Until late one afternoon, sitting in the living room, each of us reading our books, I looked up and said – can I ask you guys a question? They put down what they were doing, and as I spoke, I struggled to get the words out. As I spoke, my voice cracked, and eventually, through tears, these five words made their way from my mouth to their ears: Are You Proud of Me? Those words, having crossed some invisible threshold, turned me into a sobbing mess. And, as I sat there in convulsions, wave after wave of grief, wave after wave of uncertainty, wave after wave of worry came over me.
It didn’t take them but a moment to respond. They left their chairs, came to sit next to me, to embrace me, hold my hand, to listen. To listen to the longing of my heart, a longing too deep for words. They listened and they listened. And in their listening they held me. From their listening, they responded, speaking words I longed for, words I needed to desperately needed to hear.
I needed to hear these words I hadn’t internalized. I needed to hear them in a new way. I needed to listen and to hear these words, not in some abstract assurance of love, but a love that got down on arthritic knee, holding on for dear life to make sure I knew that blessed assurance in my joints and bones. They ministered to me in the pain that I’d internalized–a pain that was still consuming me. They listened to my cries deeper than words, and chose in that moment to enter into the pain with me. In that moment, my parents preached the gospel with authority.
Jesus speaks and the people listen, because Jesus enters into the muck and filth of everyday life. He enters vulnerably into their vulnerability. He enters vulnerably into ours.
His cloak is covered in the snot and tears of we who can no longer hold it together, we who admit to our weaknesses, we who put on a brave face, but underneath it all, are falling completely apart. His authority comes not through vague assurances that everything will work out, but by entering into our griefs and sorrows with compassion and care.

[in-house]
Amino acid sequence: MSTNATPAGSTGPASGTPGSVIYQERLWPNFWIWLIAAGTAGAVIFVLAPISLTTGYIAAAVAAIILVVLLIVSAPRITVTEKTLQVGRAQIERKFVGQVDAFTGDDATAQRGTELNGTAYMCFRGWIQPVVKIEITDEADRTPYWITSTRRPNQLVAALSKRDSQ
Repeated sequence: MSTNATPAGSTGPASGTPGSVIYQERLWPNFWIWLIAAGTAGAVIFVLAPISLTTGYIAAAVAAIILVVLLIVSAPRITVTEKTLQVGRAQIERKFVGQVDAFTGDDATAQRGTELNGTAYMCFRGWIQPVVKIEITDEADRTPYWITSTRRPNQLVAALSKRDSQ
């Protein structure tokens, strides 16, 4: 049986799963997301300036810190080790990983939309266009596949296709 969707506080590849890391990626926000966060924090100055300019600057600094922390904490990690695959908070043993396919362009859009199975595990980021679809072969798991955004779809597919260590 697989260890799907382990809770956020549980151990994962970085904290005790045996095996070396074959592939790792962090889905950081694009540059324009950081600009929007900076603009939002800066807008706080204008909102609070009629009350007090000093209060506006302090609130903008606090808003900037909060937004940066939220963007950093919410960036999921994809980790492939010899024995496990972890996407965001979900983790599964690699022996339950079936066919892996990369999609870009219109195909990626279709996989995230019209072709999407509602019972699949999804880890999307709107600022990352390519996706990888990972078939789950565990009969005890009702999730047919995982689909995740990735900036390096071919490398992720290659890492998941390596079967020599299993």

Which is another way of saying that his gospel is good news, not for some life in the sweet by-and-by, but one that identifies with you, me, all of us in the sweet here-and-now. Jesus’ gospel walks with us, talks with us, and if that’s what it takes, he bends down on arthritic knee to hold us in arms of love that will not let go. What Jesus says and what he does are neither abstract nor distant. He is present, immanent, intimate. Jesus’ gospel, a good news that resounds to this day, contends that God still acts, God still speaks, and that maybe - just maybe - God is speaking right now, if only we’d listen.
And so they listen as we listen. They listen for a word of love. A word of hope. A word of belonging. A word declaring that they are enough. They listen as we listen for a word that will turn the world on its head, will restore our faith, will bring sense out of disorienting madness, making another world, making new relationship possible.
And yet before we can think too much about such things, a man enters the synagogue, a man Mark describes as having an unclean spirit. With our modern ears, these words are all too easy to dismiss. We’re too smart to believe in spirits, too sophisticated to be frightened by ghosts. And yet, if we pride ourselves too much on our cleverness, we’ll miss it. We’ll miss what the author is doing, invoking the apocalyptic tradition, the kind of revelation we encounter in the book of Daniel and elsewhere in the scriptures. Invoking this biblical tradition, Mark is setting up a high stakes cosmic battle between the forces of good and evil, one that will ultimately name the world, its pain, and its promise.
The unnamed man comes in ranting and raving, crying out “What have you to do with us, Jesus of Nazareth?”